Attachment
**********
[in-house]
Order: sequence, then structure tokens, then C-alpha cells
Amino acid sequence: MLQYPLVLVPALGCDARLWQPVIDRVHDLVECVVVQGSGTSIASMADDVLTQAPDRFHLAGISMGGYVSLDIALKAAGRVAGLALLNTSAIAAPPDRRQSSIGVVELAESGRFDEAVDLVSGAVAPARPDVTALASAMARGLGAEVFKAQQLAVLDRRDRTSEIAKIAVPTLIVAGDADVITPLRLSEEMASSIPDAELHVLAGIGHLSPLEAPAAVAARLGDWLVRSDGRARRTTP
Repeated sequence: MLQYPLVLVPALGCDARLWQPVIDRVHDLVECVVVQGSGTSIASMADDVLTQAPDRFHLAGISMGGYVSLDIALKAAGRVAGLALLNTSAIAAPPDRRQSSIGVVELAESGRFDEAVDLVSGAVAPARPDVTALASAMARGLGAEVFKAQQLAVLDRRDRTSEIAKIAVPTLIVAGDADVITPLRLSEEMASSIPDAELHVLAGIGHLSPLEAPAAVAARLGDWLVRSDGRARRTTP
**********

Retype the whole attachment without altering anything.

[in-house]
Order: sequence, then structure tokens, then C-alpha cells
Amino acid sequence: MLQYPLVLVPALGCDARLWQPVIDRVHDLVECVVVQGSGTSIASMADDVLTQAPDRFHLAGISMGGYVSLDIALKAAGRVAGLALLNTSAIAAPPDRRQSSIGVVELAESGRFDEAVDLVSGAVAPARPDVTALASAMARGLGAEVFKAQQLAVLDRRDRTSEIAKIAVPTLIVAGDADVITPLRLSEEMASSIPDAELHVLAGIGHLSPLEAPAAVAARLGDWLVRSDGRARRTTP
Repeated sequence: MLQYPLVLVPALGCDARLWQPVIDRVHDLVECVVVQGSGTSIASMADDVLTQAPDRFHLAGISMGGYVSLDIALKAAGRVAGLALLNTSAIAAPPDRRQSSIGVVELAESGRFDEAVDLVSGAVAPARPDVTALASAMARGLGAEVFKAQQLAVLDRRDRTSEIAKIAVPTLIVAGDADVITPLRLSEEMASSIPDAELHVLAGIGHLSPLEAPAAVAARLGDWLVRSDGRARRTTP